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Two LSO releases -
Brahms, Serenade No. 2 and Symphony No 3 and Benjamin Britten,
The London Symphony Orchestra's ranks as one of the five top symphony orchestras in the world, and one of the most recorded—a fact aided by the large number of film scores and soundtracks that they have recorded. LSO Live is the name of the orchestra's own recording label, which is issuing a continuing series of recordings. Many of them feature their permanent principal conductor, Sir Colin Davis. The recording site is usually their permanent home, the Barbican, in London. The LSO Live engineers have worked hard to put out high-quality recordings from a hall that is not known as one of England's premier recording venues. The recordings are usually sold at bargain prices by Borders, Barnes and Noble, and some of the larger record store chains. Many are scheduled for release in SACD format.
Brahms, Serenade No. 2 and Symphony No 3 (LSO0056)
This recording, finished in June 2004, is conducted by Bernard Haitink. The Serenade, one of the composer's less well-known pieces, deserves more attention. It is a particularly lovely work, and Brahms has been quoted as saying that it was one of his personal favorites. Instead of being written for strings only, its rich scoring features ten additional wind instruments. In the third movement, Brahms' emphasis of the lower strings in some passages makes for a particularly full effect. Later in the same movement, the precise unison pizzicato playing by the LSO's strings is very beautiful. The piece has a pastoral atmosphere that is sometimes rather dark, but always present. We are treated to a fifth movement in this composition, and it is rather symphonic in character, with fine horn playing in the climax. The sound is just fine. It is full range, though not quite as dynamic and detailed as the finest audiophile recordings. The conducting is sympathetic, and entirely appropriate for this beautiful selection.
Brahms' Symphony No. 3 is similar to the Serenade in many respects. The opening movement is taken at a very leisurely pace, even for a later work by the well-established and confident composer. The opening theme and its recapitulation in the third movement (a well-known and loved theme) is as lyrically beautiful as you are ever likely to hear it. In the final movement, Haitink's interpretation becomes distinctly more passionate and dramatic, while the audio engineers seem to be capturing more detail, along with a particularly natural presentation of the horns and brass. The recording gives a good sense of the Barbican as heard from mid-hall—just where many concertgoers like to be seated if given a choice. This recording is as good as any for an introduction to the musical genius of Johannes Brahms.
Benjamin Britten, Peter Grimes (LSO0054)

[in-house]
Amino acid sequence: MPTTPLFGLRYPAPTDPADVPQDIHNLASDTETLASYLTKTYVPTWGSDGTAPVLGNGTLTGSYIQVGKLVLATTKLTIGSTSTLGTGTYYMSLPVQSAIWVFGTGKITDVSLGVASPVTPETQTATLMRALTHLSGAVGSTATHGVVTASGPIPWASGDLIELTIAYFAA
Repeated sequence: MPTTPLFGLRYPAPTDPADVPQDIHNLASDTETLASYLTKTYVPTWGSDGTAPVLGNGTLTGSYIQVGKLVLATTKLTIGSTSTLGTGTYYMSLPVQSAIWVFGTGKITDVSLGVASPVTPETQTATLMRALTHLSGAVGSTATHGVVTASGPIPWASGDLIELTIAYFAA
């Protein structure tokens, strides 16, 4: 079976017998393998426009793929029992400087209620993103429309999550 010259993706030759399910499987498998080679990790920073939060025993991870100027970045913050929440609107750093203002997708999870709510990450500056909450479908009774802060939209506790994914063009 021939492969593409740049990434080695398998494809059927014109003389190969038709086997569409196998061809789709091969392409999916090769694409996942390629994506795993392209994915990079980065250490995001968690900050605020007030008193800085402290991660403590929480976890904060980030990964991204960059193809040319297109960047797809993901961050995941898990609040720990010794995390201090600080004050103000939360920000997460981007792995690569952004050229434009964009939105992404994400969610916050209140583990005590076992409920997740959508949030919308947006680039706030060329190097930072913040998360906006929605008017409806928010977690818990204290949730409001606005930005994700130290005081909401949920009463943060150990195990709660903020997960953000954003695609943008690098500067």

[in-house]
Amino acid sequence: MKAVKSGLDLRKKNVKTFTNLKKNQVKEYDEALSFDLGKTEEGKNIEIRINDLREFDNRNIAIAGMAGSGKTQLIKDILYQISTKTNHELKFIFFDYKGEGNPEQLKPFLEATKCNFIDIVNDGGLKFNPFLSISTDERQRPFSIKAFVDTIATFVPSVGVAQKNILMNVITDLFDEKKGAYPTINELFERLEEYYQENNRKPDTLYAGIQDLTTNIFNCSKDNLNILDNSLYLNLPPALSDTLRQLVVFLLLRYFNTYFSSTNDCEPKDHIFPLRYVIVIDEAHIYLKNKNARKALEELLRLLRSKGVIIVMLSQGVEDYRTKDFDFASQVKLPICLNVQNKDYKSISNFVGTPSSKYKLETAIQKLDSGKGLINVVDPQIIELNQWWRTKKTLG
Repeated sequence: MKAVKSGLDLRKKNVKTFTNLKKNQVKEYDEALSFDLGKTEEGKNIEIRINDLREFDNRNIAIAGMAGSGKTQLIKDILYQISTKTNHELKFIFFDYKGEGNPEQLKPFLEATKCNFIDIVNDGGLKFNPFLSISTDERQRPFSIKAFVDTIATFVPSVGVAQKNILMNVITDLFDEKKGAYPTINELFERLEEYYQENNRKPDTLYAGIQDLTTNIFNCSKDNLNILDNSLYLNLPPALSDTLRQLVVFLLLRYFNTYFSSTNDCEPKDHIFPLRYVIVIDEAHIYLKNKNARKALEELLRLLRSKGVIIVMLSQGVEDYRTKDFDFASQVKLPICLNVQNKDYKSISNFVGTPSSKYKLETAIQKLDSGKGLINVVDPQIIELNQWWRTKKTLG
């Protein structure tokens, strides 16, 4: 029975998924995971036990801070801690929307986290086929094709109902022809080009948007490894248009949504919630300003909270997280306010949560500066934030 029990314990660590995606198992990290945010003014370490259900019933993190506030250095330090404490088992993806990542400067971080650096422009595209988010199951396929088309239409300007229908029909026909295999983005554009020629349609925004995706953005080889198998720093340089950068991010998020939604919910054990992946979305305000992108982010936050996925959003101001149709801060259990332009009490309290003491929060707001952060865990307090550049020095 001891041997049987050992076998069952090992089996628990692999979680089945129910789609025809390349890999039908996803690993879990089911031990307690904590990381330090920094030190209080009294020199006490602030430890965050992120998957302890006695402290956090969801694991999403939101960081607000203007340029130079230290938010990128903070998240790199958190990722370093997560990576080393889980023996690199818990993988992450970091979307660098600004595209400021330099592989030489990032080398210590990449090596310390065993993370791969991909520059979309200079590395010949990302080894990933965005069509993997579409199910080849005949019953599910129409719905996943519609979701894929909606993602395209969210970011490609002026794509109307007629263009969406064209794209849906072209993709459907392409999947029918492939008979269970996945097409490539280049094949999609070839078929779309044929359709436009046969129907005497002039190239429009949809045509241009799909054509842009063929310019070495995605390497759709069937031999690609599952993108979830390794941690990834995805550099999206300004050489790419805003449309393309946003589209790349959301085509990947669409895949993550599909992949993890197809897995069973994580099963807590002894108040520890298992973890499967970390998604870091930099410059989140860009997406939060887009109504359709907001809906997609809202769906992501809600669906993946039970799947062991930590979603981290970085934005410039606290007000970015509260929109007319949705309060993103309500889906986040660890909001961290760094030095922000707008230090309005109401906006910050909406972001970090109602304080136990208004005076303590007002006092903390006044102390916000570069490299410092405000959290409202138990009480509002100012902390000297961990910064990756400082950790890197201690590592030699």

Peter Grimes is possibly the greatest English opera ever written, at least in the past couple of hundred years. There is nothing I can tell opera buffs about the piece, so to them I say, "Go out and buy this fine recording." Peter Grimes, the main character, is a fisherman who lives in a small town. He is considered a bit of an outsider who is "simply different and does not fit in." A short series of tragic events beyond Grimes' control turns almost all of the townspeople bitterly against him. Yes, this is another example of the age-old struggle between society and the individual. Also, Britten is often quoted as saying he wanted everyone to be aware of the perpetual struggle of the people who depend upon the sea for their livelihood. He was born in a port town, and lived a major part of his life on the seacoast.
There are a number of English composers whose last name starts with the letter "B" and who wrote beautiful music, but Britten is the greatest of them. He should also be considered for the title of Greatest Modern English Composer, along with Elgar and Vaughan Williams. Most of Britten's operas, including Peter Grimes, were recorded with Britten conducting and tenor Peter Pears singing the male lead. Colin Davis conducted the most competitive recorded performance many years ago, but as with any opera, there are many many reasons to prefer one performance over another. Though this version, recorded at the Barbican, is different than the composer's famous performance, it has no real weaknesses, and features excellent sound quality. This is perhaps the best of the recent LSO Live releases.
Peter Grimes is a powerful, melodic, and appealing composition. The scoring is from music's "romantic" period, and though hints of composers such as Tchaikovsky and Verdi are heard, it is uniquely Britten. Male singers outnumber the women, and are featured prominently, along with the large chorus. This is definitely not one of those operas that ain't over until the fat lady sings. There is no overture as such, though there are a half-dozen attractive interludes. This is an excellent and powerful recording. Try something new, at a bargain price for the three-disc set.